Yezidi Leaders to Meet with UN
A delegation of Yezidi leaders will discuss the plight of their community with United Nations officials in Geneva on Monday.
The conference was set after Yezidi leader Prince Tahseen Said Bek called on the United Nations to do more to protect Yezidis who are facing continued threats by Islamic State (IS, formerly ISIS) militants.
The extremists, who consider Yezidis devil worshipers, are systematically targeting Yezidis and other minorities, community leaders and international human rights watchdogs say. IS besieged the Yezidi town of Shingal and expelled tens of thousands of Yezidis who are now in refugee camps in Syria.
The threat against the Yezidis was one factor prompting US military strikes against IS in Iraq.
Begg is demanding international support for the immediate release of Yezidis who were kidnapped by IS, including women and girls who were taken as “spoils of war.” He is also calling for a “safe zone” for displaced minorities, victim compensation from the Iraqi government and resettlement of Yezidis in western countries.
Yezidi leaders estimate 5,000 people have been kidnapped by IS. The UN estimates the figure to be around 2,500.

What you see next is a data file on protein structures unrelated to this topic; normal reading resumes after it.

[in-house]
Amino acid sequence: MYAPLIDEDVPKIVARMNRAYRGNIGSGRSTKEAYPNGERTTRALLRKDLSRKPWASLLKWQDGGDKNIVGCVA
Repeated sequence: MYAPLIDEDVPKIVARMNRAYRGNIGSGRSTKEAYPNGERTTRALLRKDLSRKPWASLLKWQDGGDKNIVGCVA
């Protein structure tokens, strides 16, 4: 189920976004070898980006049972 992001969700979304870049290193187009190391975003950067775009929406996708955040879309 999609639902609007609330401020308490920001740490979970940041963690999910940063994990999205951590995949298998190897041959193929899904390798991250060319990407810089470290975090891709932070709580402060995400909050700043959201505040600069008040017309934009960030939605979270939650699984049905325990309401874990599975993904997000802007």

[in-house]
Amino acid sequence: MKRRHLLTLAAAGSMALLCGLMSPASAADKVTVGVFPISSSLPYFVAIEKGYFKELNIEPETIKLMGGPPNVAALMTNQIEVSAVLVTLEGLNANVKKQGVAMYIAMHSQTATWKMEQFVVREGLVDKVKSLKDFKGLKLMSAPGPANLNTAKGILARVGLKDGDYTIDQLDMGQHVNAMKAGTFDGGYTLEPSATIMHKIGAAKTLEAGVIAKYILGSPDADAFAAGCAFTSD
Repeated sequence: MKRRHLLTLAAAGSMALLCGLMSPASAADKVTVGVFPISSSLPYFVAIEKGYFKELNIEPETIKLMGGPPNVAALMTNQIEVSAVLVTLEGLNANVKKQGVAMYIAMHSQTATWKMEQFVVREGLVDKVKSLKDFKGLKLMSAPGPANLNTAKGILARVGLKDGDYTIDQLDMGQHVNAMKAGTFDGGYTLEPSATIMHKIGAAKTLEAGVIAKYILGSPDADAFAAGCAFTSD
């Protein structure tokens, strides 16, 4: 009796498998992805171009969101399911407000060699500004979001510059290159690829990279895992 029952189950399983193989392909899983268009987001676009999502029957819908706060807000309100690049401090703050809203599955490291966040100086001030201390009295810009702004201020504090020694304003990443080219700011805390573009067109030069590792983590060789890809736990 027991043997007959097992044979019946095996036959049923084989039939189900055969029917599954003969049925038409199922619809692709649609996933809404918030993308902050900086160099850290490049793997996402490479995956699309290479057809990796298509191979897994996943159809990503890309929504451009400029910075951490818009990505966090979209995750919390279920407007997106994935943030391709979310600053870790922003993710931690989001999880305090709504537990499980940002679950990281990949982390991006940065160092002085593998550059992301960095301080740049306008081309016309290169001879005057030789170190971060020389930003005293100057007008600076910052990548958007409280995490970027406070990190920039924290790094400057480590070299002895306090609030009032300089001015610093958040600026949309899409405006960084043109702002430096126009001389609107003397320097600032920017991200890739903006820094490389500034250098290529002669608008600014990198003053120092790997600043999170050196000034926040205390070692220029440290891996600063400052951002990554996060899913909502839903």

The United Nations issued a statement last week stating that Yezidis were among Iraqi minorities who were victims of “targeted killings, forced conversions, abductions, trafficking, slavery, sexual abuse, destruction of places of religious and cultural significance and the besieging of entire communities because of ethnic, religious or sectarian affiliation.”
The UN’s Special Rapporteur on Minority Issues, Rita Izsak, has expressed grave concern over the massacre of thousands of Yezidis. Echoing similar concerns, Tashida Manjoo, Special UN Rapporteur on Violence Against Women, said, “We have reports of women being executed and unverified reports that strongly suggest that hundreds of women and children have been kidnapped – many of the teenagers have been sexually assaulted, and women have been assigned or sold to IS fighters as ‘malak yamiin’ or slaves.”
Yezidi leader Prince Tahseen Said Bek